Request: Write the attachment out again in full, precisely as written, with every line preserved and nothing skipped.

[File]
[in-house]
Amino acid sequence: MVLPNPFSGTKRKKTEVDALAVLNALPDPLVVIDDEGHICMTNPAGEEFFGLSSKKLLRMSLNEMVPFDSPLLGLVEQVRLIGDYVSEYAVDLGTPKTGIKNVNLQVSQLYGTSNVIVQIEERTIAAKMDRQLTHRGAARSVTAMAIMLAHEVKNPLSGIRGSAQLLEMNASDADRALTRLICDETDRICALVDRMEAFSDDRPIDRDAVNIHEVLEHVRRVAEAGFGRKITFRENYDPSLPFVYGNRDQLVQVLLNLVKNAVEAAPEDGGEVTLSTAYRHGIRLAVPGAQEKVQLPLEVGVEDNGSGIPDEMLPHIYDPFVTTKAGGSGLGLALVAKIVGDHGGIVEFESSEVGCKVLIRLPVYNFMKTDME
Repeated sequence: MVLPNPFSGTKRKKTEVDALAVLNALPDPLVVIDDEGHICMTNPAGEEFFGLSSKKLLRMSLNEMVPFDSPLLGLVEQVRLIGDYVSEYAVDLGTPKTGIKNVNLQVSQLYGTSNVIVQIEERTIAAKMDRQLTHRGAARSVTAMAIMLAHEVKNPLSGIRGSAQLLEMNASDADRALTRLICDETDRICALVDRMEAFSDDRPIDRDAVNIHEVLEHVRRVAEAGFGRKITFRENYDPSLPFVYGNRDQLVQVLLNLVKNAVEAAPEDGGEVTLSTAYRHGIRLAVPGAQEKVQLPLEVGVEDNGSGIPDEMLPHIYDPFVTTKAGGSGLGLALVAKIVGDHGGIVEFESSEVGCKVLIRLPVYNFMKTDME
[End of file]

[in-house]
Amino acid sequence: MVLPNPFSGTKRKKTEVDALAVLNALPDPLVVIDDEGHICMTNPAGEEFFGLSSKKLLRMSLNEMVPFDSPLLGLVEQVRLIGDYVSEYAVDLGTPKTGIKNVNLQVSQLYGTSNVIVQIEERTIAAKMDRQLTHRGAARSVTAMAIMLAHEVKNPLSGIRGSAQLLEMNASDADRALTRLICDETDRICALVDRMEAFSDDRPIDRDAVNIHEVLEHVRRVAEAGFGRKITFRENYDPSLPFVYGNRDQLVQVLLNLVKNAVEAAPEDGGEVTLSTAYRHGIRLAVPGAQEKVQLPLEVGVEDNGSGIPDEMLPHIYDPFVTTKAGGSGLGLALVAKIVGDHGGIVEFESSEVGCKVLIRLPVYNFMKTDME
Repeated sequence: MVLPNPFSGTKRKKTEVDALAVLNALPDPLVVIDDEGHICMTNPAGEEFFGLSSKKLLRMSLNEMVPFDSPLLGLVEQVRLIGDYVSEYAVDLGTPKTGIKNVNLQVSQLYGTSNVIVQIEERTIAAKMDRQLTHRGAARSVTAMAIMLAHEVKNPLSGIRGSAQLLEMNASDADRALTRLICDETDRICALVDRMEAFSDDRPIDRDAVNIHEVLEHVRRVAEAGFGRKITFRENYDPSLPFVYGNRDQLVQVLLNLVKNAVEAAPEDGGEVTLSTAYRHGIRLAVPGAQEKVQLPLEVGVEDNGSGIPDEMLPHIYDPFVTTKAGGSGLGLALVAKIVGDHGGIVEFESSEVGCKVLIRLPVYNFMKTDME